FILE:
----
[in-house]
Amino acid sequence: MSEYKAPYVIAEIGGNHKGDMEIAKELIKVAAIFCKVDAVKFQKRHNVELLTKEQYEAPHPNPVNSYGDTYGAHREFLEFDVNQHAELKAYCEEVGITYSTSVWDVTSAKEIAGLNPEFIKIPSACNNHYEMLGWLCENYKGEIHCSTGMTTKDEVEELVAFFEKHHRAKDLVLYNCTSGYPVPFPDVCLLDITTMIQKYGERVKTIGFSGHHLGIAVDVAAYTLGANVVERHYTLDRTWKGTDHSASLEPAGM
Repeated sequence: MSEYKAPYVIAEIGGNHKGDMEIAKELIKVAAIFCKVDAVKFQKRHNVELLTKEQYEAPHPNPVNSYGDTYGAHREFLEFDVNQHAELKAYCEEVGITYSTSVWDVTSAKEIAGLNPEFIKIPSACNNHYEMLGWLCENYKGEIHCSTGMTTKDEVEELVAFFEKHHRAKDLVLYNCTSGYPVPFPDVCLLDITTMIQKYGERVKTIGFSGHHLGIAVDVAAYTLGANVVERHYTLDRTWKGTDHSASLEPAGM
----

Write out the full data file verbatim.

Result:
[in-house]
Amino acid sequence: MSEYKAPYVIAEIGGNHKGDMEIAKELIKVAAIFCKVDAVKFQKRHNVELLTKEQYEAPHPNPVNSYGDTYGAHREFLEFDVNQHAELKAYCEEVGITYSTSVWDVTSAKEIAGLNPEFIKIPSACNNHYEMLGWLCENYKGEIHCSTGMTTKDEVEELVAFFEKHHRAKDLVLYNCTSGYPVPFPDVCLLDITTMIQKYGERVKTIGFSGHHLGIAVDVAAYTLGANVVERHYTLDRTWKGTDHSASLEPAGM
Repeated sequence: MSEYKAPYVIAEIGGNHKGDMEIAKELIKVAAIFCKVDAVKFQKRHNVELLTKEQYEAPHPNPVNSYGDTYGAHREFLEFDVNQHAELKAYCEEVGITYSTSVWDVTSAKEIAGLNPEFIKIPSACNNHYEMLGWLCENYKGEIHCSTGMTTKDEVEELVAFFEKHHRAKDLVLYNCTSGYPVPFPDVCLLDITTMIQKYGERVKTIGFSGHHLGIAVDVAAYTLGANVVERHYTLDRTWKGTDHSASLEPAGM